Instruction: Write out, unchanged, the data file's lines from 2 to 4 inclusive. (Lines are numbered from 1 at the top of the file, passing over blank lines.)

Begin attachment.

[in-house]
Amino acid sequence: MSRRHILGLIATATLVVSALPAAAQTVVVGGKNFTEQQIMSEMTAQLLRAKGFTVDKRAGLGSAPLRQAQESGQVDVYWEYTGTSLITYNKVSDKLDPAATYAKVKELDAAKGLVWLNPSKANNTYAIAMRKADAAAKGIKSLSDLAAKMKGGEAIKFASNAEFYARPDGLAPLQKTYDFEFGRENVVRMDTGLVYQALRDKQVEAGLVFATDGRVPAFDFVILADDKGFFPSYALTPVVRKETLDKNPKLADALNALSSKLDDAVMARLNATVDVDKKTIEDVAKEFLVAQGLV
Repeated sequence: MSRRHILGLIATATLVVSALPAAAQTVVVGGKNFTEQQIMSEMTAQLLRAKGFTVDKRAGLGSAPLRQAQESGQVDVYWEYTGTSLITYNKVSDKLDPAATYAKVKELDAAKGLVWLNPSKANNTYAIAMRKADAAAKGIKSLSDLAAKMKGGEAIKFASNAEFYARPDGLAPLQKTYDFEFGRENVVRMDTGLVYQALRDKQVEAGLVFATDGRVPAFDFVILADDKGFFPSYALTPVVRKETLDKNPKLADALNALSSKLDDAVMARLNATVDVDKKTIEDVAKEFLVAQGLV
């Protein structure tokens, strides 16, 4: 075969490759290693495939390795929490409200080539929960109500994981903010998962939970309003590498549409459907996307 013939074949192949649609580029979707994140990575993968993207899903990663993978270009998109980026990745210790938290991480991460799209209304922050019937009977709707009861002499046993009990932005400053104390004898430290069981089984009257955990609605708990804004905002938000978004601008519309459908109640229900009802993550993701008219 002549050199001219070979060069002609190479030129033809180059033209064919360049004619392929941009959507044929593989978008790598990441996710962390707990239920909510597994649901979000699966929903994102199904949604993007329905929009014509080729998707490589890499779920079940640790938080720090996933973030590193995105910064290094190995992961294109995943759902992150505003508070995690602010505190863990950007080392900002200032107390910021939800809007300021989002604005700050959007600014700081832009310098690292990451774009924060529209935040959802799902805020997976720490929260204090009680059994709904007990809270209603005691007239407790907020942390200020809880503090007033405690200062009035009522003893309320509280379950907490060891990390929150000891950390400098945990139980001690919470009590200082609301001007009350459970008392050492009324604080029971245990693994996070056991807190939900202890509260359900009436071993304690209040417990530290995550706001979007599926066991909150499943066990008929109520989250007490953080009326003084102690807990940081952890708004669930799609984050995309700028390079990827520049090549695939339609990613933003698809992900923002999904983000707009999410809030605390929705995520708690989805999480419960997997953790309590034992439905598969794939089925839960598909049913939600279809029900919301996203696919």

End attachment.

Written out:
Amino acid sequence: MSRRHILGLIATATLVVSALPAAAQTVVVGGKNFTEQQIMSEMTAQLLRAKGFTVDKRAGLGSAPLRQAQESGQVDVYWEYTGTSLITYNKVSDKLDPAATYAKVKELDAAKGLVWLNPSKANNTYAIAMRKADAAAKGIKSLSDLAAKMKGGEAIKFASNAEFYARPDGLAPLQKTYDFEFGRENVVRMDTGLVYQALRDKQVEAGLVFATDGRVPAFDFVILADDKGFFPSYALTPVVRKETLDKNPKLADALNALSSKLDDAVMARLNATVDVDKKTIEDVAKEFLVAQGLV
Repeated sequence: MSRRHILGLIATATLVVSALPAAAQTVVVGGKNFTEQQIMSEMTAQLLRAKGFTVDKRAGLGSAPLRQAQESGQVDVYWEYTGTSLITYNKVSDKLDPAATYAKVKELDAAKGLVWLNPSKANNTYAIAMRKADAAAKGIKSLSDLAAKMKGGEAIKFASNAEFYARPDGLAPLQKTYDFEFGRENVVRMDTGLVYQALRDKQVEAGLVFATDGRVPAFDFVILADDKGFFPSYALTPVVRKETLDKNPKLADALNALSSKLDDAVMARLNATVDVDKKTIEDVAKEFLVAQGLV
């Protein structure tokens, strides 16, 4: 075969490759290693495939390795929490409200080539929960109500994981903010998962939970309003590498549409459907996307 013939074949192949649609580029979707994140990575993968993207899903990663993978270009998109980026990745210790938290991480991460799209209304922050019937009977709707009861002499046993009990932005400053104390004898430290069981089984009257955990609605708990804004905002938000978004601008519309459908109640229900009802993550993701008219 002549050199001219070979060069002609190479030129033809180059033209064919360049004619392929941009959507044929593989978008790598990441996710962390707990239920909510597994649901979000699966929903994102199904949604993007329905929009014509080729998707490589890499779920079940640790938080720090996933973030590193995105910064290094190995992961294109995943759902992150505003508070995690602010505190863990950007080392900002200032107390910021939800809007300021989002604005700050959007600014700081832009310098690292990451774009924060529209935040959802799902805020997976720490929260204090009680059994709904007990809270209603005691007239407790907020942390200020809880503090007033405690200062009035009522003893309320509280379950907490060891990390929150000891950390400098945990139980001690919470009590200082609301001007009350459970008392050492009324604080029971245990693994996070056991807190939900202890509260359900009436071993304690209040417990530290995550706001979007599926066991909150499943066990008929109520989250007490953080009326003084102690807990940081952890708004669930799609984050995309700028390079990827520049090549695939339609990613933003698809992900923002999904983000707009999410809030605390929705995520708690989805999480419960997997953790309590034992439905598969794939089925839960598909049913939600279809029900919301996203696919």